Boric said he plans to debate key issues with Kast and that Chile won’t retreat in the fight against intolerance and discrimination.
“We advance toward a Chile that’s more inclusive, generous and worried about its own with no one left behind, or we continue with the logic of rejection, exclusion and privileges against which Chile rose up against,” he told supporters in Santiago.
Markets, which have been whiplashed on concerns over future economic policy and the new charter, may rally on the result, according to Klaus Kaempfe, director of portfolio solutions at Credicorp Capital in Santiago.
“Clearly this is a resurrection of the right and the results show a country that’s more balanced and from the center,” Kaempfe said in an interview. “Neither of the extremes surpassed 30%. That’s a good sign since they’ll have to moderate.”
Chileans have pulled $49 billion out of private pensions in the past two years to soften the blow of the pandemic, putting pressure on local capital markets while the peso has tumbled in 2021.
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A trained lawyer and onetime lower house lawmaker, Kast is running for the nation’s top job for the second time. He’s expressed admiration for the late dictator Augusto Pinochet and has been criticized for taking a hard line on immigration and being against same-sex marriage.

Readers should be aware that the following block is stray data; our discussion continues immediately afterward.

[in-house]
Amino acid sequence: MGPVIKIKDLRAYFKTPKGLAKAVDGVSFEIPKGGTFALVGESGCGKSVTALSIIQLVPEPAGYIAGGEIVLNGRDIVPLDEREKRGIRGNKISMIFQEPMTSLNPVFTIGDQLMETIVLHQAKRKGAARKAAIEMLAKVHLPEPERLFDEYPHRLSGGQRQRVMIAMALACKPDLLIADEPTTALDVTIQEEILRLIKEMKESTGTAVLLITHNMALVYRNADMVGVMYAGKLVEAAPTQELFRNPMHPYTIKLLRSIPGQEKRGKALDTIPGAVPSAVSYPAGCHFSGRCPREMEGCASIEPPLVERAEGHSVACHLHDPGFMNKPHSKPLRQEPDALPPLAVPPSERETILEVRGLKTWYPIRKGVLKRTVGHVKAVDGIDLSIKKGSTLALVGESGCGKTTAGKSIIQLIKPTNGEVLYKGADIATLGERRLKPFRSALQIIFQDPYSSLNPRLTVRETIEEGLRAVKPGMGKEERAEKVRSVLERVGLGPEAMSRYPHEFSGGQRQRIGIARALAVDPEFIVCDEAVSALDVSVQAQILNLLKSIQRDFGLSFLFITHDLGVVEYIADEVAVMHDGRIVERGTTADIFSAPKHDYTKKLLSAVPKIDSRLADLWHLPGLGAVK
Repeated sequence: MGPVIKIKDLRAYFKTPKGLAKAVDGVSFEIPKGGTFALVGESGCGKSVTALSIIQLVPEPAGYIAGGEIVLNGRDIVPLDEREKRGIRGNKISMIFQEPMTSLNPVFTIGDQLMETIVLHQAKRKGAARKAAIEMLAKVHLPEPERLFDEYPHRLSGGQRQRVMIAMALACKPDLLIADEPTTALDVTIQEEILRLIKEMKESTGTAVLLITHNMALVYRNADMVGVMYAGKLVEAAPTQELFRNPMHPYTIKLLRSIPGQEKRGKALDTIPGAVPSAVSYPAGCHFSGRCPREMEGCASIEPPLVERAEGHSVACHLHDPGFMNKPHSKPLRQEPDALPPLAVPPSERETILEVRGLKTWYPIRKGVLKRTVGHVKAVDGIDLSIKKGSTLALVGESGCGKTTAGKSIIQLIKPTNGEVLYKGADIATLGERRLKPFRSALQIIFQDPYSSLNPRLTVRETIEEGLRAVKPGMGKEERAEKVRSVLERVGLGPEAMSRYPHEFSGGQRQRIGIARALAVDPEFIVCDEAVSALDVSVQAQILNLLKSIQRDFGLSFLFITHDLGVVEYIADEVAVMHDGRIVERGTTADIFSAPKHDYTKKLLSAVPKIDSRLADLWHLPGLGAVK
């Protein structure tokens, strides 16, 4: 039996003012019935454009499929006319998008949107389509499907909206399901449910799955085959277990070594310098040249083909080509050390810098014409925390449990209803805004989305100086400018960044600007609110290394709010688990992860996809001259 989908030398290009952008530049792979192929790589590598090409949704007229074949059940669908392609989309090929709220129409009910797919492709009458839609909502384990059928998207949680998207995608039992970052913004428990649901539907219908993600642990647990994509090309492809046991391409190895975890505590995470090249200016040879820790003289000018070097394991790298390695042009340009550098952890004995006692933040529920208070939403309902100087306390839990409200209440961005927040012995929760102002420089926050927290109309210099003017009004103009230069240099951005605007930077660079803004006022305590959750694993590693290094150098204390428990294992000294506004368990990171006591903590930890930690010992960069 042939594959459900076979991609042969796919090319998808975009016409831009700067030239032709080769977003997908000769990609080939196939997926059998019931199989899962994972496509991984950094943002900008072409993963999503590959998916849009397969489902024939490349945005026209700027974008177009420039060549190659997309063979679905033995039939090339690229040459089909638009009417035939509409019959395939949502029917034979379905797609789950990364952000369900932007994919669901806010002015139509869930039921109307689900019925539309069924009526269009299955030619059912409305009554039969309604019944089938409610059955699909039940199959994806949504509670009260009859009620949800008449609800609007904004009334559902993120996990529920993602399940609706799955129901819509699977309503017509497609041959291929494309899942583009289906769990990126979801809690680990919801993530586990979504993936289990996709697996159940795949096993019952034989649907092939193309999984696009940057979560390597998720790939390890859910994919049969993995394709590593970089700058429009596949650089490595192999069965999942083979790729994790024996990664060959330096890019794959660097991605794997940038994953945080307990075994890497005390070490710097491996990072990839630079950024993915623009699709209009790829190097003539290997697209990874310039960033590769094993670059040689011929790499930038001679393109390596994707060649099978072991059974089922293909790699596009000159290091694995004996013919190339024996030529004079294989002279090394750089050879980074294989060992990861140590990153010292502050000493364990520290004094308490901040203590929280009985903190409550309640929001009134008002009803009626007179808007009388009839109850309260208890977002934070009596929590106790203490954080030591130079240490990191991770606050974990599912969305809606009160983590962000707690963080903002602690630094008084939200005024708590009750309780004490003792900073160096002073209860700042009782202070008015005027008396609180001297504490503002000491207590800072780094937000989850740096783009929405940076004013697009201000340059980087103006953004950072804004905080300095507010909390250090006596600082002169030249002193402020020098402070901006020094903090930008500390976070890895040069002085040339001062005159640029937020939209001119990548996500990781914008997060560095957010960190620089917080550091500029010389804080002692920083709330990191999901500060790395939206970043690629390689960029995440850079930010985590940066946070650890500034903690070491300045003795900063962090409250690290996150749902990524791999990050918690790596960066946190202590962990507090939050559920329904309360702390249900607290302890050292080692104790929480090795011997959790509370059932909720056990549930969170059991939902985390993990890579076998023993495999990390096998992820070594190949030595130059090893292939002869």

Boric became a nationally-recognized figure after helping to command protests over the cost and quality of education a decade ago. He now forms part of the Frente Amplio coalition and serves as a lower house deputy. In recent weeks he’s moderated and tried to create some distance with allies from the Communist Party.
President Pinera survived an impeachment motion last week and has seen his approval rating tumble to about 16%.
There’s plenty at stake for mining companies and their ability to supply the metals needed for the clean energy transformation.
Chile accounts for more than a quarter of the world’s mined copper and boasts the largest reserves of lithium, a key component in batteries used in electric vehicles. Copper accounted for half of Chile’s exports last year and 11% of its GDP.
While Kast wants to open up state copper behemoth Codelco to private capital as part of an investor-friendly approach, Boric plans to raise taxes and create a state lithium company.
The elections are playing out as congress debates a copper royalty bill that the industry says would imperil tens of billions of dollars in investments. At the same time an assembly of predominantly independent and left-leaning representatives are behind the drafting of the new constitution that may lead to tougher rules on water, mineral and community rights.
Whoever wins in December will face challenges in sustaining an economic rebound as inflation accelerates and the central bank raises rates. The constituent assembly can also complicate the next mandate depending on what’s written into the new charter, including the possibility of changing the role of the president. A Kast win could revive the protest movement.
“It’s very hard to say who has the upper hand because it’s difficult to know if voters who turned out for other candidates will show up in the second round,” Pribble said.